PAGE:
Vespers for the Blessed Virgin: Monteverdi’s magnificent masterpiece

Whilst Monteverdi was a genius at transforming his musical compositions in gold, did you know that he also dabbled in alchemy?  This is just one of the fascinating facts the intrepid researchers of the Chandos Chamber Choir have uncovered as part of our preparation for our performance of his Vespers of the Blessed Virgin at St John’s Smith Square on Thursday 26 March.

A hi-definition photograph of Monteverdi
Claudio Monteverdi

It is difficult to fully appreciate the significance of Monteverdi’s work without understanding the backdrop against which it was composed.  Monteverdi (1567-1643) was a composer, a musician and a priest, composing and performing both sacred and secular works. He held appointments as both a court and a chapel musician, and his letters give a fascinating insight into the life of a professional musician during that period.

Monteverdi was a key figure in the transition from Renaissance to Baroque music, and indeed came under criticism for his adoption of a new harmonic style which he saw as an evolution of earlier polyphony, but others considered a radical change.  The furore had largely died down by the time his Vespers were published in 1610, though we can clearly hear the fusion of old and new throughout.  It is unlikely that Monteverdi viewed the collection of psalms, motets, a hymn and a Magnificat as a single continuous work.  However, the separate elements are clearly linked through the use of the traditional Gregorian plainchant sung by one of the voices and adorned by more intricate harmonisation in the other parts.

The Vespers showcase Monteverdi’s talent as a composer, and, in 1613, he was unanimously elected to the post of first organist and Maestro di Capella at St. Mark's, Venice.  This was the most highly regarded musical appointment in Italy, which he held for the rest of his life.

As for the alchemy, Monteverdi describes his experiments to transform lead into gold in his correspondence of 1625 and 1626 with the Mantuan courtier Ercole Marigliani.  Unfortunately, there is no record of him being successful.

Don’t miss your opportunity to hear the Chandos Chamber Choir turn his Vespers into gold on 26 March at St John’s Smith Square.  Book early to avoid disappointment at


To find out more about Monteverdi’s fascinating life, five Radio 3 programmes from Composer of the Week are available here:

Chandos Chamber Choir will celebrate the music of women composers at their forthcoming London concert on 4 July, at St Pancras Church. They will perform a wonderful selection of choral works by women composers through the ages, with an exciting programme ranging from medieval works through to contemporary composers including Kerry Andrew, Cecilia McDowall, Carlotta Ferrari and Chen Yi.

portraits of the featured composers
portraits of the featured composers (Top L-R: Laura Snowden; Roxanna Panufnik (photo ©Benjamin Ealovega); Clara Schumann; Kerry Andrew. Bottom L-R: Fanny Mendelssohn; Sally Beamish (photo ©Ashley Coombes); Libby Larsen; Cecilia McDowall)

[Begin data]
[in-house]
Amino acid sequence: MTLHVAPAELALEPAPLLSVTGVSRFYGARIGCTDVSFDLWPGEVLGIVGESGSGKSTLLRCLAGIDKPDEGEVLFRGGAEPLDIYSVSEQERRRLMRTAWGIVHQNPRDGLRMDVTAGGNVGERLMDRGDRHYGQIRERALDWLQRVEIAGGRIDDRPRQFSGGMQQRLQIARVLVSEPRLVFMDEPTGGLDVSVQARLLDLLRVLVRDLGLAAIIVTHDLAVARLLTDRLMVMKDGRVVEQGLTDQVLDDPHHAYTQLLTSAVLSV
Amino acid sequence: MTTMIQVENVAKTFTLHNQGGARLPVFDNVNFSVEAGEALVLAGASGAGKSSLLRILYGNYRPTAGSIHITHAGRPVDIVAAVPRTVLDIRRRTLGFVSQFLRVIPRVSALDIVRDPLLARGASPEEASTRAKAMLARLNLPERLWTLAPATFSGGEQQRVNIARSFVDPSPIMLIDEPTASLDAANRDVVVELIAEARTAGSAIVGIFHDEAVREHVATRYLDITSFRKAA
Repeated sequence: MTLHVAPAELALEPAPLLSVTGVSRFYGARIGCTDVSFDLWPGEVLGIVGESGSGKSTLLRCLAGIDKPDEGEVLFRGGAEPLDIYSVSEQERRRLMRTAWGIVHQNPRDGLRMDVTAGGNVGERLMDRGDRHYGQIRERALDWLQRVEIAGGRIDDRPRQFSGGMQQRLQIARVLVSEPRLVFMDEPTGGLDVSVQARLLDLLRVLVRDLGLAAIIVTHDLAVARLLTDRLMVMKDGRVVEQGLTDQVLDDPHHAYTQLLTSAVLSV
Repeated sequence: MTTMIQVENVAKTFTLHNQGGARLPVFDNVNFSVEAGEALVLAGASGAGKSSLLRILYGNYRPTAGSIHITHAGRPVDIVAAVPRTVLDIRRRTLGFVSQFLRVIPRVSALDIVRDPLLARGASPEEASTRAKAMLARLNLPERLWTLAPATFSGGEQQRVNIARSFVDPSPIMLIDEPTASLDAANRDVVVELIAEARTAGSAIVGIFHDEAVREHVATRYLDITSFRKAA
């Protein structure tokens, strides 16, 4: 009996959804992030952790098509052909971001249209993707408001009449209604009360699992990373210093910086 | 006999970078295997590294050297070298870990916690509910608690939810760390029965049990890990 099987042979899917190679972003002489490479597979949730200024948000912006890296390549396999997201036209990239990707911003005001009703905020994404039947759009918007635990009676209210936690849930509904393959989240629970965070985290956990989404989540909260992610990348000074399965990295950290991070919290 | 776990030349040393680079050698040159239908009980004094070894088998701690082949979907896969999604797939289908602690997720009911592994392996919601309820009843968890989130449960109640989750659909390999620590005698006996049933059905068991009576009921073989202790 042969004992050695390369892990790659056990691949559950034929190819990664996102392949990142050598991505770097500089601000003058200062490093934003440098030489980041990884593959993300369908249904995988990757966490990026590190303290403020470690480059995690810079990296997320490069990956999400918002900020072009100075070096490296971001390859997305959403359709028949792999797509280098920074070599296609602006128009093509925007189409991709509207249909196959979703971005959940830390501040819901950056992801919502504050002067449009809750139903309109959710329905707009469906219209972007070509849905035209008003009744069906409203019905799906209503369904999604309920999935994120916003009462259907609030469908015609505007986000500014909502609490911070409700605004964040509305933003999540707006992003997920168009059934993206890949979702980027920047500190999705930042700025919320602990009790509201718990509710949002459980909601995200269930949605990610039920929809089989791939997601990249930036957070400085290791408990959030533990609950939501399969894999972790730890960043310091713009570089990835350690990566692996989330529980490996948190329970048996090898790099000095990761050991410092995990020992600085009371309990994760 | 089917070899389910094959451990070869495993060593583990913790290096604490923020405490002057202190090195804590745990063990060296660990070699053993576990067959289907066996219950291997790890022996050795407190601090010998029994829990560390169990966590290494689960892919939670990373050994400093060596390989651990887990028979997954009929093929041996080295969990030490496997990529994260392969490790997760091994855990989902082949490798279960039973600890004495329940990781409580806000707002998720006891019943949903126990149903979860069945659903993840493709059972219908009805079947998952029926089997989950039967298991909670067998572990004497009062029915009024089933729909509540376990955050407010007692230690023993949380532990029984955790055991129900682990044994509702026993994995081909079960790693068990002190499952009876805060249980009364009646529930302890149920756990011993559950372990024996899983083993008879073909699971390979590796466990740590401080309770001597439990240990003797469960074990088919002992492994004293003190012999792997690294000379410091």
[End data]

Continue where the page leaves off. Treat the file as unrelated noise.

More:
The performance will take the audience on a musical journey charting the way in which female composers have challenged expectations of their role in society and music throughout history. Women, such as Hildegard von Bingen who pushed the boundaries of traditional monophonic Gregorian chant with her fluid, expressive melodies, and Clara Schumann who held her own against her composer and pianist husband Robert, despite her doubts as a young 20 year old: “I once believed that I possessed creative talent, but I have given up this idea; a woman must not desire to compose—there has never yet been one able to do it. Should I expect to be the one?”.

This timeline of music by female composers will be brought up to date with the premiere of a new work by guitarist and composer Laura Snowden. Laura has been paired with the Chandos Chamber Choir through the prestigious Adopt a Composer scheme, and choir and composer have been working together to develop some exciting ideas. In keeping with the theme of the concert, Chandos and Laura considered a number of texts, written by women, settling on a poem entitled Evensong by Cherry Smyth.

Laura says, “When a member of Chandos Chamber Choir suggested using the text of Cherry Smyth’s poem Evensong as a starting point for this new work, I immediately fell in love with the poem. Cherry’s words are so colourful and evocative, and seemed a perfect fit for the choir. It has been a wonderful process to work with the choir and their brilliant director James, and I’ve hugely appreciated their willingness to share and try out new ideas.”

This concert will be the culmination of the Chandos Chamber Choir’s work with Laura, with the performance being recorded for potential broadcast by Radio 3. Adopt a Composer is run by Making Music in partnership with Sound and Music, in association with BBC Radio 3, and funded by PRS Foundation and The Philip and Dorothy Green Music Trust.